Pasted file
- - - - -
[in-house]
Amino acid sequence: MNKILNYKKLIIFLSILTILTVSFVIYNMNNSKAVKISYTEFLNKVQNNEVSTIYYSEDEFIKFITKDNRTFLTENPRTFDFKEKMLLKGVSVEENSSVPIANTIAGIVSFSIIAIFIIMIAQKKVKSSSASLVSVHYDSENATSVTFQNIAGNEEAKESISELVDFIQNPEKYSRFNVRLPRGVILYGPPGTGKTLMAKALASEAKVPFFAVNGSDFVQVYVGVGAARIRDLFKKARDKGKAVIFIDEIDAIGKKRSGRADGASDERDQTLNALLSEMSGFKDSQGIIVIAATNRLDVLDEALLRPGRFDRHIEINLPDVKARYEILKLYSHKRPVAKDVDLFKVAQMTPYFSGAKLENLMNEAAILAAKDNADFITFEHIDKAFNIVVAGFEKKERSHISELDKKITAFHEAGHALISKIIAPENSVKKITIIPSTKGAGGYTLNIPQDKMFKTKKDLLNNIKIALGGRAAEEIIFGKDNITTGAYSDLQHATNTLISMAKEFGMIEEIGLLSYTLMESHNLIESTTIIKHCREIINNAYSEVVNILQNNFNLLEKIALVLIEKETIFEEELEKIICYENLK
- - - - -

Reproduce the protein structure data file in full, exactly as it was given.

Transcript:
[in-house]
Amino acid sequence: MNKILNYKKLIIFLSILTILTVSFVIYNMNNSKAVKISYTEFLNKVQNNEVSTIYYSEDEFIKFITKDNRTFLTENPRTFDFKEKMLLKGVSVEENSSVPIANTIAGIVSFSIIAIFIIMIAQKKVKSSSASLVSVHYDSENATSVTFQNIAGNEEAKESISELVDFIQNPEKYSRFNVRLPRGVILYGPPGTGKTLMAKALASEAKVPFFAVNGSDFVQVYVGVGAARIRDLFKKARDKGKAVIFIDEIDAIGKKRSGRADGASDERDQTLNALLSEMSGFKDSQGIIVIAATNRLDVLDEALLRPGRFDRHIEINLPDVKARYEILKLYSHKRPVAKDVDLFKVAQMTPYFSGAKLENLMNEAAILAAKDNADFITFEHIDKAFNIVVAGFEKKERSHISELDKKITAFHEAGHALISKIIAPENSVKKITIIPSTKGAGGYTLNIPQDKMFKTKKDLLNNIKIALGGRAAEEIIFGKDNITTGAYSDLQHATNTLISMAKEFGMIEEIGLLSYTLMESHNLIESTTIIKHCREIINNAYSEVVNILQNNFNLLEKIALVLIEKETIFEEELEKIICYENLK